By Timfuchi Aaron
Since the start and escalation of the crisis in the North West and South West regions of Cameroon, the government took several measures to ensure the safety of the population.
Ngeng junction, New road junction, Foncha junction, Guinness junction, Mile 4 junction, Apostolic junction, and Tubah council post in the North West Region have now become revenue collection joints.
No receipts are handed out and nothing is transferred into the state treasury.
Students go late to school, miss classes and even exams because taxis have to queue up at rush hours and pay in money to the men in uniform manning these points.
Many have even describe the process as ‘play no pick Njangi’
Bamenda, Mezam division is host to the University of Bamenda. When the crisis erupted, separatist fighters started kidnapping students and lecturers on the highway and even in hostels and student residential areas.
Due to this, the government through its security services mounted several military and security control posts along the Bamenda-Bambili road with the main aim of curbing the phenomenon.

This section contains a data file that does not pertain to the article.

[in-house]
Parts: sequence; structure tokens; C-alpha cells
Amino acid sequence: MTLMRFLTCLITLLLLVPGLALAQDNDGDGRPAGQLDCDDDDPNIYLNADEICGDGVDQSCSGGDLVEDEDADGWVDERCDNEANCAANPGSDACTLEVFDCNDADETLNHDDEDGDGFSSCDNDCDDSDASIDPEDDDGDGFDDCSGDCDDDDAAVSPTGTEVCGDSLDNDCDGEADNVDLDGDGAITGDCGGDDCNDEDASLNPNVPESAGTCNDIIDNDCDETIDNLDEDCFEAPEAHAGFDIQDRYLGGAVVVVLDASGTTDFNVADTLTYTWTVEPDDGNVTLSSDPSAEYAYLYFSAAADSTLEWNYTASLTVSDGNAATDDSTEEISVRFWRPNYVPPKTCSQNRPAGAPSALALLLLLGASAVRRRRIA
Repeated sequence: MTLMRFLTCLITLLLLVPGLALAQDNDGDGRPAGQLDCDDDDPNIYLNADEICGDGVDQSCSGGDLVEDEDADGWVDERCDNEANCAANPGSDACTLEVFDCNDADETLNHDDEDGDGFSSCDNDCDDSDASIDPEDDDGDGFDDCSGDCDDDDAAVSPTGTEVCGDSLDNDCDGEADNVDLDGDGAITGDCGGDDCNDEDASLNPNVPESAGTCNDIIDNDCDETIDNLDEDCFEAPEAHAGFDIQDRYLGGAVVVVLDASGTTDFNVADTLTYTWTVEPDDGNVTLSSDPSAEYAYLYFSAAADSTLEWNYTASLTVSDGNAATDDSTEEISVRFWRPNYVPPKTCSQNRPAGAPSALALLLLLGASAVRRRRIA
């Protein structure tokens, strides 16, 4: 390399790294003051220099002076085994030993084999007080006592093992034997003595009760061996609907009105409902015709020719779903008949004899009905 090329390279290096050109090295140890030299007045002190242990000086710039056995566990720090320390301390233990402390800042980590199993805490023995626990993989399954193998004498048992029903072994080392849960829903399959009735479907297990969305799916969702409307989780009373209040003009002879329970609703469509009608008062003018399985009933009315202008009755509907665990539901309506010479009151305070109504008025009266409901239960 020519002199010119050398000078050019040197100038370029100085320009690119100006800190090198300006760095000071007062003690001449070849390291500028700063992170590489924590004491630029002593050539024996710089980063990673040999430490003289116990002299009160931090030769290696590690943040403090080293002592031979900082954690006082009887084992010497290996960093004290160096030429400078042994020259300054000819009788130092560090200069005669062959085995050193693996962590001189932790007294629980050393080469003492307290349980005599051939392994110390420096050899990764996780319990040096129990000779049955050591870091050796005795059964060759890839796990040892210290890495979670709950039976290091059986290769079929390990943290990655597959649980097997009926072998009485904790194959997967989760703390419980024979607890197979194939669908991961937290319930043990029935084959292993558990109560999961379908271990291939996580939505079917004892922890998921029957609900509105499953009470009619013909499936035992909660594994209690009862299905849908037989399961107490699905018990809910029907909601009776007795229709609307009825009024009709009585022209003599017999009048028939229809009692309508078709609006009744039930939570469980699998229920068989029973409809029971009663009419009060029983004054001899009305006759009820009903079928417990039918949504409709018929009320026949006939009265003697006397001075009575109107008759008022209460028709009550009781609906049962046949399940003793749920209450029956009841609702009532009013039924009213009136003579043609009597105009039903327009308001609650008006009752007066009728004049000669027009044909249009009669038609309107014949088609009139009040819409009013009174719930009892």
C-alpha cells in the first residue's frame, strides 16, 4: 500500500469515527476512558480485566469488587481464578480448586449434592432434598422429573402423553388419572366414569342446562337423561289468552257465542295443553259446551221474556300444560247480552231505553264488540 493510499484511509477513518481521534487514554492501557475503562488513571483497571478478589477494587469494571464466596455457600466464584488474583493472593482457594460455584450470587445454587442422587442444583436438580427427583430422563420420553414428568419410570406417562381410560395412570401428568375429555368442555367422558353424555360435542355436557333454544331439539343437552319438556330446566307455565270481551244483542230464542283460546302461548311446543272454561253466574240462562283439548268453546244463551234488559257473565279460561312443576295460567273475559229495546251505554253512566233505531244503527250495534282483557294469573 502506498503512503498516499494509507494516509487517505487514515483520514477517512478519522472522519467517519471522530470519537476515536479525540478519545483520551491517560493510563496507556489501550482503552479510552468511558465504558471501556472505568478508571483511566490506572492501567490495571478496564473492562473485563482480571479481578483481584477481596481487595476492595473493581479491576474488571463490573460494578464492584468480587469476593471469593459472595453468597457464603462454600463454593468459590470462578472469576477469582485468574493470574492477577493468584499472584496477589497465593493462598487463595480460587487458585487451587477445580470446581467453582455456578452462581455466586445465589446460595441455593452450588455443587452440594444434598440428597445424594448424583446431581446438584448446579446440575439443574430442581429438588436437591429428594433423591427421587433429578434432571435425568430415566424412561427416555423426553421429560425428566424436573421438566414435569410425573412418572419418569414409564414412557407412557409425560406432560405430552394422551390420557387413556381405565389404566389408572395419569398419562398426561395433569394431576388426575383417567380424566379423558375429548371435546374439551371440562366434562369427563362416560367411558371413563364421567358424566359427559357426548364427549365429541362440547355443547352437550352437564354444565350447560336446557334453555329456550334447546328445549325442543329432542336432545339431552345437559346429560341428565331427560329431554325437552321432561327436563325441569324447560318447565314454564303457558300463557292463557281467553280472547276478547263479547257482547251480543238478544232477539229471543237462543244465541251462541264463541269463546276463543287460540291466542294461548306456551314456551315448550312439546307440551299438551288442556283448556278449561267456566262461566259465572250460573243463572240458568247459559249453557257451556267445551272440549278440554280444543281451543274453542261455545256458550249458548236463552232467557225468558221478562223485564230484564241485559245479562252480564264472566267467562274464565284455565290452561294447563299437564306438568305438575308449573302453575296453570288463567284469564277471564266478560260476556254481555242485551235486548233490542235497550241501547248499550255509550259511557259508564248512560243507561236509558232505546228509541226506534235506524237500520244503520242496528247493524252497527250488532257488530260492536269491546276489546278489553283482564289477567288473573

Since then, these security and control posts have been transformed into a huge money-making venture as the military and police officers on duty now specialize in collecting money from drivers and even students.
From the City Chemist roundabout in Bamenda to Bambili, there are a total of six mixed military control posts with drivers paying at least a thousand francs at each of them.
This has become the new normal and even like a law.
No particular attention is paid to the real security checks but the focus is on checking the number plates of drivers, if they have settled their control, checking of ID cards of passengers to extort money from them, and even the checking of facemasks.
The security officers rather spend all their time looking for motives to collect money from the drivers and users of the said roads.
Because of all these, students suffer the consequences. They now pay 7.00FCFA to be transported through the about 15km stretch of road.
The burden is now on UBa students in particular and users of the road in general.
In Cameroon, there’s the National Anti-Corruption Commission, CONAC, a body charged with looking at issues related to bribery and corruption. With students and road users faced with bribery and corruption along this road, the commission is yet to make a statement about it.
They have been quiet as if what is happening doesn’t concern them.
Despite receiving their salaries and other allowances from the government of Cameroon, the security forces are using the students and other road users to make a fortune and enrich themselves.
The silence of CONAC on this issue makes them an accomplice.